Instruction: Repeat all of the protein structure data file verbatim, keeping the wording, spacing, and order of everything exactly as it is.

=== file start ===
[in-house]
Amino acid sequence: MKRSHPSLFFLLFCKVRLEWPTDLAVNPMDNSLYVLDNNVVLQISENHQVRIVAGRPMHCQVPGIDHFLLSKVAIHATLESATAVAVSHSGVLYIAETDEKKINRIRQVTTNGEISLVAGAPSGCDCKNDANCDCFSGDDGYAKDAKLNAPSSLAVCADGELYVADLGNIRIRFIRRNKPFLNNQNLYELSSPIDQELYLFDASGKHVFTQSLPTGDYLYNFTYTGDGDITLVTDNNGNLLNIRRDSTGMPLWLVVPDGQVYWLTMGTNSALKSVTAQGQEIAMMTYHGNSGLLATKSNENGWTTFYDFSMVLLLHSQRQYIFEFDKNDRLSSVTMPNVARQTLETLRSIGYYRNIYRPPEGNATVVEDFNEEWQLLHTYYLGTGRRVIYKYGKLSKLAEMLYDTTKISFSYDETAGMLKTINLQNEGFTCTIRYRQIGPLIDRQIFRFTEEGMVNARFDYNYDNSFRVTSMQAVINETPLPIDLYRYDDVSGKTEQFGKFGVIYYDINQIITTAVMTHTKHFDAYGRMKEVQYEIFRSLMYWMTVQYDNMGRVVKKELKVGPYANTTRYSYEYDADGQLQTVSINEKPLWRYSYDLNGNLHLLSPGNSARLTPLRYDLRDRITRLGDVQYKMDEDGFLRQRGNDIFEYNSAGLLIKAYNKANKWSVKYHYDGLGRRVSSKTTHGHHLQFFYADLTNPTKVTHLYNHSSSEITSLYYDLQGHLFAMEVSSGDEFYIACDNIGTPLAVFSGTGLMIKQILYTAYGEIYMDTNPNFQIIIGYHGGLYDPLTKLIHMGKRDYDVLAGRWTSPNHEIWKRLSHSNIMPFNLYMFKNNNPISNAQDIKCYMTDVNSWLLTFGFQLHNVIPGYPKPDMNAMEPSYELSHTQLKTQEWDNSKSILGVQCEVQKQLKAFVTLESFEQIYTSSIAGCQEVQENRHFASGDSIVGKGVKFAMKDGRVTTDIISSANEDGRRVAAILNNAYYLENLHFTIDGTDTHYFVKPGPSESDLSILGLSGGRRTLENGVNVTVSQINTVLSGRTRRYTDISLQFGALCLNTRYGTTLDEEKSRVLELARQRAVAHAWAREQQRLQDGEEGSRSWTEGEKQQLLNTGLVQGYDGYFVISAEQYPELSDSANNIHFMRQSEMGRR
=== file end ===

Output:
[in-house]
Amino acid sequence: MKRSHPSLFFLLFCKVRLEWPTDLAVNPMDNSLYVLDNNVVLQISENHQVRIVAGRPMHCQVPGIDHFLLSKVAIHATLESATAVAVSHSGVLYIAETDEKKINRIRQVTTNGEISLVAGAPSGCDCKNDANCDCFSGDDGYAKDAKLNAPSSLAVCADGELYVADLGNIRIRFIRRNKPFLNNQNLYELSSPIDQELYLFDASGKHVFTQSLPTGDYLYNFTYTGDGDITLVTDNNGNLLNIRRDSTGMPLWLVVPDGQVYWLTMGTNSALKSVTAQGQEIAMMTYHGNSGLLATKSNENGWTTFYDFSMVLLLHSQRQYIFEFDKNDRLSSVTMPNVARQTLETLRSIGYYRNIYRPPEGNATVVEDFNEEWQLLHTYYLGTGRRVIYKYGKLSKLAEMLYDTTKISFSYDETAGMLKTINLQNEGFTCTIRYRQIGPLIDRQIFRFTEEGMVNARFDYNYDNSFRVTSMQAVINETPLPIDLYRYDDVSGKTEQFGKFGVIYYDINQIITTAVMTHTKHFDAYGRMKEVQYEIFRSLMYWMTVQYDNMGRVVKKELKVGPYANTTRYSYEYDADGQLQTVSINEKPLWRYSYDLNGNLHLLSPGNSARLTPLRYDLRDRITRLGDVQYKMDEDGFLRQRGNDIFEYNSAGLLIKAYNKANKWSVKYHYDGLGRRVSSKTTHGHHLQFFYADLTNPTKVTHLYNHSSSEITSLYYDLQGHLFAMEVSSGDEFYIACDNIGTPLAVFSGTGLMIKQILYTAYGEIYMDTNPNFQIIIGYHGGLYDPLTKLIHMGKRDYDVLAGRWTSPNHEIWKRLSHSNIMPFNLYMFKNNNPISNAQDIKCYMTDVNSWLLTFGFQLHNVIPGYPKPDMNAMEPSYELSHTQLKTQEWDNSKSILGVQCEVQKQLKAFVTLESFEQIYTSSIAGCQEVQENRHFASGDSIVGKGVKFAMKDGRVTTDIISSANEDGRRVAAILNNAYYLENLHFTIDGTDTHYFVKPGPSESDLSILGLSGGRRTLENGVNVTVSQINTVLSGRTRRYTDISLQFGALCLNTRYGTTLDEEKSRVLELARQRAVAHAWAREQQRLQDGEEGSRSWTEGEKQQLLNTGLVQGYDGYFVISAEQYPELSDSANNIHFMRQSEMGRR